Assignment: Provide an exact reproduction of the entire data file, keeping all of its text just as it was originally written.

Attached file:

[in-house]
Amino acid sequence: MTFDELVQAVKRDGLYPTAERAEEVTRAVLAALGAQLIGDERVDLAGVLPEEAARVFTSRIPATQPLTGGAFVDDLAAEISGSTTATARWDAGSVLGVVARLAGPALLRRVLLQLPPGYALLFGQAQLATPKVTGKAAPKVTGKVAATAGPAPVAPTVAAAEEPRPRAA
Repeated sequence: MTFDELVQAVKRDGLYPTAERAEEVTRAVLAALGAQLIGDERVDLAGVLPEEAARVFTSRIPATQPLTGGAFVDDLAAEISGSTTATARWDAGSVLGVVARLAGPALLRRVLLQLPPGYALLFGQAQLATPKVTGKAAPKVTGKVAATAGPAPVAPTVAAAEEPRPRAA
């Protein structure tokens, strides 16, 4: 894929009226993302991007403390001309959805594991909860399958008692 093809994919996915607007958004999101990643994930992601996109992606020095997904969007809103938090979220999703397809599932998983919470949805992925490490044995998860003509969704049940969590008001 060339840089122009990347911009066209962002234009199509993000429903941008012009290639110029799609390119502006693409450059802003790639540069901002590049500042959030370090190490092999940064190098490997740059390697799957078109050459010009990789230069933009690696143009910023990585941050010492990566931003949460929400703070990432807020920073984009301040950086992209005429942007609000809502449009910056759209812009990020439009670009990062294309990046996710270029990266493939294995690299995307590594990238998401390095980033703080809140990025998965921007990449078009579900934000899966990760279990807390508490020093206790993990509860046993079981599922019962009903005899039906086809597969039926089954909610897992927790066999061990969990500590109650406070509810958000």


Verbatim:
[in-house]
Amino acid sequence: MTFDELVQAVKRDGLYPTAERAEEVTRAVLAALGAQLIGDERVDLAGVLPEEAARVFTSRIPATQPLTGGAFVDDLAAEISGSTTATARWDAGSVLGVVARLAGPALLRRVLLQLPPGYALLFGQAQLATPKVTGKAAPKVTGKVAATAGPAPVAPTVAAAEEPRPRAA
Repeated sequence: MTFDELVQAVKRDGLYPTAERAEEVTRAVLAALGAQLIGDERVDLAGVLPEEAARVFTSRIPATQPLTGGAFVDDLAAEISGSTTATARWDAGSVLGVVARLAGPALLRRVLLQLPPGYALLFGQAQLATPKVTGKAAPKVTGKVAATAGPAPVAPTVAAAEEPRPRAA
């Protein structure tokens, strides 16, 4: 894929009226993302991007403390001309959805594991909860399958008692 093809994919996915607007958004999101990643994930992601996109992606020095997904969007809103938090979220999703397809599932998983919470949805992925490490044995998860003509969704049940969590008001 060339840089122009990347911009066209962002234009199509993000429903941008012009290639110029799609390119502006693409450059802003790639540069901002590049500042959030370090190490092999940064190098490997740059390697799957078109050459010009990789230069933009690696143009910023990585941050010492990566931003949460929400703070990432807020920073984009301040950086992209005429942007609000809502449009910056759209812009990020439009670009990062294309990046996710270029990266493939294995690299995307590594990238998401390095980033703080809140990025998965921007990449078009579900934000899966990760279990807390508490020093206790993990509860046993079981599922019962009903005899039906086809597969039926089954909610897992927790066999061990969990500590109650406070509810958000």